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Smart phones and reporters, a natural pair

I had a conversation the other day with someone planning to buy a new phone. My one suggestion to her was: “Don’t buy the Razr.”

I hate my Razr, as I have previously discussed. I bought it when it was still novel enough to amuse me and make me feel special. I love its size. I love what it’s capable of and all that. I hate the interface, the bad reception and the quirks (the most annoying being randomly resetting itself during conversations — a problem noted by several people I know with the same phone). The video is small, but decent for what it is, and the photo quality and camera abilities leave a lot to be desired. Aside from its small size, it has withstood the test of “Meranda is clumsy,” in that I drop it several times a week and it hasn’t broken yet. (I remember the first night I had it, I was at the store, and I dropped it so it chipped a little. My mom looked at me and asked, “Are you going to cry?” I didn’t. But if it had broken, I probably would have.) Altogether, it’s been an annoying phone. But it got the job done.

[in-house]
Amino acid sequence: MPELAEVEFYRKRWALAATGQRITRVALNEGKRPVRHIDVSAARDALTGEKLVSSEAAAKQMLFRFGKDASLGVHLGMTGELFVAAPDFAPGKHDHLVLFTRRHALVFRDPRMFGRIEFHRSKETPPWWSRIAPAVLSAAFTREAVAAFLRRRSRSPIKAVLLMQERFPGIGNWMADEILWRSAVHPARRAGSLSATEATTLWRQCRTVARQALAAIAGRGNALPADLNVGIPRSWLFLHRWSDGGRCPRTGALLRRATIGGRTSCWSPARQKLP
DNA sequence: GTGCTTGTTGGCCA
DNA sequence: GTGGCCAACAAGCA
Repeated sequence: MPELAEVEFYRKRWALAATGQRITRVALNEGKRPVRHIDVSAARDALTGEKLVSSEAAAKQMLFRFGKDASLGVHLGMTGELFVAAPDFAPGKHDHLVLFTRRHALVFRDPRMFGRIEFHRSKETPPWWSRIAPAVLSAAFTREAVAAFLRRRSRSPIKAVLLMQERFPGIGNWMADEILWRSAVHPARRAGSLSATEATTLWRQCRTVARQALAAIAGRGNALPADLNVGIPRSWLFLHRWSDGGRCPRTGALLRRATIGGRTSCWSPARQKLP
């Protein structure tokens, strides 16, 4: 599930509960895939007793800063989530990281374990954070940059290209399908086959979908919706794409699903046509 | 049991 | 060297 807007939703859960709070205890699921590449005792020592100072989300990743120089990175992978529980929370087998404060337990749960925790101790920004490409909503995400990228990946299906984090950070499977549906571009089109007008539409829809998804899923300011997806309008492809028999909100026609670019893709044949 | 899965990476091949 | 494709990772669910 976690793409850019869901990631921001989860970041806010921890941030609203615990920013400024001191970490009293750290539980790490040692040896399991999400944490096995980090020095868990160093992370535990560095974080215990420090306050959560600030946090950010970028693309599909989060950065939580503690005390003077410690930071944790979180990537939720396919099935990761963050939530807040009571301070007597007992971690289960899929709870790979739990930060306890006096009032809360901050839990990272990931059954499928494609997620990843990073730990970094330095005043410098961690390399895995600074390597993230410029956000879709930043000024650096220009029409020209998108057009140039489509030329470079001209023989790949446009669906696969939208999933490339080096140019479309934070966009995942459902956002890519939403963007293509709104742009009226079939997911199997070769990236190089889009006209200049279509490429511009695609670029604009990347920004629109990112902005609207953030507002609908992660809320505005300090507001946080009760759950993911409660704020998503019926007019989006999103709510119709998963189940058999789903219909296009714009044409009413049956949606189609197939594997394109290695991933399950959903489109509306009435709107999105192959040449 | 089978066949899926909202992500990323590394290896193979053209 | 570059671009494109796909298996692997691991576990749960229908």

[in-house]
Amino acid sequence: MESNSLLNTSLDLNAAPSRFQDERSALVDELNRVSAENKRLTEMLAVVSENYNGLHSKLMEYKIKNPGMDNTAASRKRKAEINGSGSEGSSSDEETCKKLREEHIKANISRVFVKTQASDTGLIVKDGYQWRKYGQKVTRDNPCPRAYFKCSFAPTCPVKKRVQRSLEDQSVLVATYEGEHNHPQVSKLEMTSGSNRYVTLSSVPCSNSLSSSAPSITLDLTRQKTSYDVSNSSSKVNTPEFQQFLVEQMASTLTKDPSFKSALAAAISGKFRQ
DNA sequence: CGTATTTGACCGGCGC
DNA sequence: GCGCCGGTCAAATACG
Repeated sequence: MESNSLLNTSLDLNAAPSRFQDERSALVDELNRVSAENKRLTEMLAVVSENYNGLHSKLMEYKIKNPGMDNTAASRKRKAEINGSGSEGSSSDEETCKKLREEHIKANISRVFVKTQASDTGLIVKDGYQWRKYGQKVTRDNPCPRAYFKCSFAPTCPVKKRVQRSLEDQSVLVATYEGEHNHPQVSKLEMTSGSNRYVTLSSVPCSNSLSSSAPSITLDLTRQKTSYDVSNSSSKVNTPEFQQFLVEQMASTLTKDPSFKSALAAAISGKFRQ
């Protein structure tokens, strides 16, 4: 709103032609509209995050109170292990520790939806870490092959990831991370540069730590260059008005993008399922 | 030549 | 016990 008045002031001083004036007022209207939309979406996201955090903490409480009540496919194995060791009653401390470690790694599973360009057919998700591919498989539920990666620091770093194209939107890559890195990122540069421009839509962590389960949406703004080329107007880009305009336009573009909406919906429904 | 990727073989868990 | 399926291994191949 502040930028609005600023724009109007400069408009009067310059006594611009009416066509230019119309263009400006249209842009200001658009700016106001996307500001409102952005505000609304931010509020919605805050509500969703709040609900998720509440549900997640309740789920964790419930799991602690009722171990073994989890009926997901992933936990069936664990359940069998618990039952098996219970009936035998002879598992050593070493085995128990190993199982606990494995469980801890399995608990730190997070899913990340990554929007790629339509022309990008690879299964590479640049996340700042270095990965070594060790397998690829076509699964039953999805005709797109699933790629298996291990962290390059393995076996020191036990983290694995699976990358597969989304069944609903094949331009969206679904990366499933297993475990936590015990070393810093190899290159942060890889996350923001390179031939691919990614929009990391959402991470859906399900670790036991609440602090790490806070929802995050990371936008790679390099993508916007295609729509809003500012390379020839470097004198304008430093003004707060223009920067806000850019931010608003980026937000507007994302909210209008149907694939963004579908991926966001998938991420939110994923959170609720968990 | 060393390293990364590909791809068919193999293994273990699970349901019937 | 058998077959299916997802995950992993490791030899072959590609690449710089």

Now, I’m in the market to upgrade to a smart phone. Doing so would allow me easier and timelier access to my e-mail and the Web. I could more quickly send off breaking news notes or look up facts on the run. I also want a decent quality camera with video capabilities. Basically, I want it to allow me to condense my tech tools for work not replace them. (I have a digital camera, laptop and an iPod that I love. Why replace them?) I just need to find that perfect phone.

So, reading this story (“Forget the backpack, ‘pocket journalism’ is coming“) excites me. I want one of those phones. Also, as seen on Poynter, “Smart Phones and Reporters: Perfect Together?

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